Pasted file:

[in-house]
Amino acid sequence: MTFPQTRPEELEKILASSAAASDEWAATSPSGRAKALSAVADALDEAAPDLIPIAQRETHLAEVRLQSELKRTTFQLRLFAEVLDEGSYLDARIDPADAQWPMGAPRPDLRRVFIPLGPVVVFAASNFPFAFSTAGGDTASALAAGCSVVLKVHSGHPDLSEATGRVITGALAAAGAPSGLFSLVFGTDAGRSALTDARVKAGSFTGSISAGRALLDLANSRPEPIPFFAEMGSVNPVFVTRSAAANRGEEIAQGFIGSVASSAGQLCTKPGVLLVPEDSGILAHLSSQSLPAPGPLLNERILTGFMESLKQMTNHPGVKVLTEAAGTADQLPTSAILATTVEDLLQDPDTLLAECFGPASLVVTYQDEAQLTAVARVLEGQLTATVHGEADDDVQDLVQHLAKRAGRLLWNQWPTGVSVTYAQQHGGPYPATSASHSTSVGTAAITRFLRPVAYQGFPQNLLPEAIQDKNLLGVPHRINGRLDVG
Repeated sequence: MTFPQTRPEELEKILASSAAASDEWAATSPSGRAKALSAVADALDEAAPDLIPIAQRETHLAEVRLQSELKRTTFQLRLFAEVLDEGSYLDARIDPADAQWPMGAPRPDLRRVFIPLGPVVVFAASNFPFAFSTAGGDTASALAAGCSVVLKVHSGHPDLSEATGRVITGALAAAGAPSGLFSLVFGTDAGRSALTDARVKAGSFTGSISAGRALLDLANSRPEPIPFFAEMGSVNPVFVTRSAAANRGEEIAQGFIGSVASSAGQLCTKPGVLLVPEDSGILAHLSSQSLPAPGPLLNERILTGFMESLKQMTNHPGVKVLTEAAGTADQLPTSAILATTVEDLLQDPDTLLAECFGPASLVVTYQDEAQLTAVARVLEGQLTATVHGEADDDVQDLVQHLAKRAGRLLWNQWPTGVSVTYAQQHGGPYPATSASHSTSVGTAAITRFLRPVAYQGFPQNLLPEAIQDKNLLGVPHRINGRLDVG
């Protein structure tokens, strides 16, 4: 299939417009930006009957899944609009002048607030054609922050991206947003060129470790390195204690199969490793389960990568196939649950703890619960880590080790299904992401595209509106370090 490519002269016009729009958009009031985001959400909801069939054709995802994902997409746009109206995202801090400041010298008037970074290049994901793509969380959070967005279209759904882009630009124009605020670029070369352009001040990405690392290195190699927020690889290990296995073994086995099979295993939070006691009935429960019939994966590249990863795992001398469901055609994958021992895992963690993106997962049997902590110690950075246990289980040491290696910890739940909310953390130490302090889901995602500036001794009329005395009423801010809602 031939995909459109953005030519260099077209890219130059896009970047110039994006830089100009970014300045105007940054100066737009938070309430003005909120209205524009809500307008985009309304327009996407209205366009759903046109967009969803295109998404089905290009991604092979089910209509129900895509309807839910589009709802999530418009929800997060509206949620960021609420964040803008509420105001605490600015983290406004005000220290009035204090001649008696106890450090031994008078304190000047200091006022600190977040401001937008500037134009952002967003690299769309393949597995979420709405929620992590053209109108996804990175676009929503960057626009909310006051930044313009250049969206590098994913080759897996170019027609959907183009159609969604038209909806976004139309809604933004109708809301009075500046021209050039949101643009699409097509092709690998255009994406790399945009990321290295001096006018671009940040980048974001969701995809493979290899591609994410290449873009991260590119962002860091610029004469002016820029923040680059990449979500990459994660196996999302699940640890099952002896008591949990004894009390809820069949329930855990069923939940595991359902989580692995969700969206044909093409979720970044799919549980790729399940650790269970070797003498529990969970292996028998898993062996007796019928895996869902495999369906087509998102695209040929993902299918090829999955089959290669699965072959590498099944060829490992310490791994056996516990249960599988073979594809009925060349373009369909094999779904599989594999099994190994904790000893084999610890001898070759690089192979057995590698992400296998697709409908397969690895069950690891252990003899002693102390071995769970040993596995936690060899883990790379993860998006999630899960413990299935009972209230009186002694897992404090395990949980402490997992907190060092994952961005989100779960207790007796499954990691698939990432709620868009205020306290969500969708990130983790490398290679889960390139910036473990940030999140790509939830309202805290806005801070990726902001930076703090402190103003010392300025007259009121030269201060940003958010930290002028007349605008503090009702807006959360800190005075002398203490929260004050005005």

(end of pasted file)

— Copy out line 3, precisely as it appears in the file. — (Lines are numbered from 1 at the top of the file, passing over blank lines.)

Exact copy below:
Repeated sequence: MTFPQTRPEELEKILASSAAASDEWAATSPSGRAKALSAVADALDEAAPDLIPIAQRETHLAEVRLQSELKRTTFQLRLFAEVLDEGSYLDARIDPADAQWPMGAPRPDLRRVFIPLGPVVVFAASNFPFAFSTAGGDTASALAAGCSVVLKVHSGHPDLSEATGRVITGALAAAGAPSGLFSLVFGTDAGRSALTDARVKAGSFTGSISAGRALLDLANSRPEPIPFFAEMGSVNPVFVTRSAAANRGEEIAQGFIGSVASSAGQLCTKPGVLLVPEDSGILAHLSSQSLPAPGPLLNERILTGFMESLKQMTNHPGVKVLTEAAGTADQLPTSAILATTVEDLLQDPDTLLAECFGPASLVVTYQDEAQLTAVARVLEGQLTATVHGEADDDVQDLVQHLAKRAGRLLWNQWPTGVSVTYAQQHGGPYPATSASHSTSVGTAAITRFLRPVAYQGFPQNLLPEAIQDKNLLGVPHRINGRLDVG